2.) Does this technique work for composite structures? These materials are becoming more prevalent in the aerospace industry, and Barely Visible Impact damage is a huge area of study. From the video, it seems like you're focused on UV light harmonics. In my previous work we had some difficulty using laser doppler vibrometers with certain composite structures due to the way they refracted the light. I'm unsure if UV light would be affected in the same way.

3.) Does this technique work with complex geometry structures? Many aerospace fuselage structures have curved surfaces which can be difficult to work with if the technique requires measurements at multiple points (at least, without some sort of jig struture to support the moving laser). Does this method use a single measurement point? Or some sort of surface mapping?

4.) Does this technique require paint to be removed for measurement? Many aerospace structures are painted to prevent corrosion.


1) The tech works by detecting changes in the amount of UV light created, which means that you need either a baseline or reference. One area where you may not need a baseline would be batch testing parts. For example if 99 out of 100 parts produce the same amount of UV you may not want to use the 1 part that was different. 2) Some of our work with plastics and adhesives suggests that we may be able to detect damage in composites, but we haven’t looked into it in much depth yet. 3) The excitation beam and UV collection can be done with fiber optics which can collect the UV very close to the material surface. This reduces the effect of curves and rough surfaces. The technique interrogates a specific spot, you just check that spot, or raster the instrument to map the part. 4) It can be done through paint, but it is easier without it.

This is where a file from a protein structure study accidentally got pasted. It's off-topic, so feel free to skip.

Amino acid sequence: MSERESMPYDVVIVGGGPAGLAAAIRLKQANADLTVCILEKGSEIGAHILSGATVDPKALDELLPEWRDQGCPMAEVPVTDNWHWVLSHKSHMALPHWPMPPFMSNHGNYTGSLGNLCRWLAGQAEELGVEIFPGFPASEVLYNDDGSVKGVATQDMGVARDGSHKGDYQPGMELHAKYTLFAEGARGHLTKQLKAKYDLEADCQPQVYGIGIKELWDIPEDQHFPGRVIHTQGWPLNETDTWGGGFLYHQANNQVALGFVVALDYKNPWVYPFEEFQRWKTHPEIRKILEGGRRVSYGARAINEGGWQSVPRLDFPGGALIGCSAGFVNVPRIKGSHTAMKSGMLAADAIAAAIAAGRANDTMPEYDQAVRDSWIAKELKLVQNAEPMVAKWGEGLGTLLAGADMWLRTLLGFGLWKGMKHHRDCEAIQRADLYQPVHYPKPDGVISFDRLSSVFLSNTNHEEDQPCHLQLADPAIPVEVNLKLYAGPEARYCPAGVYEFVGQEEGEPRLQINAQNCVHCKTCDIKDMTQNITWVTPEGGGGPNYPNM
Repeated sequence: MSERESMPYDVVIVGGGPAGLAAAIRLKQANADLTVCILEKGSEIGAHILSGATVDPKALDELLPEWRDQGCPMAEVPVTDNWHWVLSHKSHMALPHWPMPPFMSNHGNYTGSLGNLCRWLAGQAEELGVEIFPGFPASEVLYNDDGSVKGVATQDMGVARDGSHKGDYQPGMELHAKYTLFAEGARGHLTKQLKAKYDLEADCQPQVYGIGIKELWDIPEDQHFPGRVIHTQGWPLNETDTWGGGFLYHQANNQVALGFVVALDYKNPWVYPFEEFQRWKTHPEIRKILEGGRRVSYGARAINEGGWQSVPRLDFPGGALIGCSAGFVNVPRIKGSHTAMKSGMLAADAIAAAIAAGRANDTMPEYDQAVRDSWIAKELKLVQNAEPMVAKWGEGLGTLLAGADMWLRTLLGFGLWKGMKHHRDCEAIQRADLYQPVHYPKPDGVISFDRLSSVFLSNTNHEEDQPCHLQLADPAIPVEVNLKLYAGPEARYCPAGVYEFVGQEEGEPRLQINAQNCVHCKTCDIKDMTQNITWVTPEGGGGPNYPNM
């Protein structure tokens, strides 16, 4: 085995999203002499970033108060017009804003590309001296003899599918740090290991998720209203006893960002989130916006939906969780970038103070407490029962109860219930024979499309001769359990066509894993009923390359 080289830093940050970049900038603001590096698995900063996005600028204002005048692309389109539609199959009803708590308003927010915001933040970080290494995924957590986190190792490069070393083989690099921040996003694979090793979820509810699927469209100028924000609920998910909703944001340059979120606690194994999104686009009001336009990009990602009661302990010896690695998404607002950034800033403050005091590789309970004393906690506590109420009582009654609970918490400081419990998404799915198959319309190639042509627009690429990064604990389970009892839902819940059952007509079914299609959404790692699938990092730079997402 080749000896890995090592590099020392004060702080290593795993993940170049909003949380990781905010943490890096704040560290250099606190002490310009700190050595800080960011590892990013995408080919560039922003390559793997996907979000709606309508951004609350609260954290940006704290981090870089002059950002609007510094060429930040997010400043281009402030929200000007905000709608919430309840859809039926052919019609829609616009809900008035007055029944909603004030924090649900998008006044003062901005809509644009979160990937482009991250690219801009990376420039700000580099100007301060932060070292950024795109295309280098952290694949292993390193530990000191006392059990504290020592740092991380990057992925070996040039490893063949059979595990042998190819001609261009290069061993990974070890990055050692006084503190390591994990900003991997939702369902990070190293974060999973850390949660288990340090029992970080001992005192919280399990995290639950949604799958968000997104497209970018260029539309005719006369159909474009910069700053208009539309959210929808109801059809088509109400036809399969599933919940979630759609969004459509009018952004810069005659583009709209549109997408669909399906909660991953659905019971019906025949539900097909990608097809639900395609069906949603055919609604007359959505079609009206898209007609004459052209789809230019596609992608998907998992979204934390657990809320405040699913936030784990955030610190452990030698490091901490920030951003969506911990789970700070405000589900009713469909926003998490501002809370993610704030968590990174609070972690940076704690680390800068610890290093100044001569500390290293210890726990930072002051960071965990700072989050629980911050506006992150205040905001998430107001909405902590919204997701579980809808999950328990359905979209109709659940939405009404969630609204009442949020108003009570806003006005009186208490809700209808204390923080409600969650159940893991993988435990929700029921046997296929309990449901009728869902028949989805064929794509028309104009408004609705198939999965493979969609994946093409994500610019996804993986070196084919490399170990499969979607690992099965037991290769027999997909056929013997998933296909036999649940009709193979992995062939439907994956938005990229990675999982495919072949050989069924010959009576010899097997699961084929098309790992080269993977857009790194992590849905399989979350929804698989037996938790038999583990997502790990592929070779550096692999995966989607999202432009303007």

What industry applications is this aimed towards? Who has the most to gain by using this as a test?


Currently we are working on detecting plastic deformation in aerospace grade aluminum and the formation of intergranular beta phase in naval grade aluminums. We haven’t decided what to work on after we finish with those. Some of the possibilities are hydrogen embrittlement, plastic deformation in structural steel, fatigue, impact damage in composites, and damage from nuclear irradiation. We are interested in licensing and/or collaborative partners if you are aware of a potential application.

The amount of uses of this are huge! What's a real-world application that you or your team hopes gets priority?


To date we have focused on 2024 (aerospace grade) Al and its response to mechanical deformation and 5XXX (naval grade) Al and chemical modifications that happen over time. The main applications we foresee are noninvasive, nondestructive characterization of mechanical components to detect damage or weakness prior to catastrophic failure.

Why do you specifically use green laser light?


Simple answer: that's the laser we have. Longer answer: there are a wide variety of good sources at this wavelength, so it should help with miniaturizing a system. Fundamentally, there is nothing that says the light needs to be green.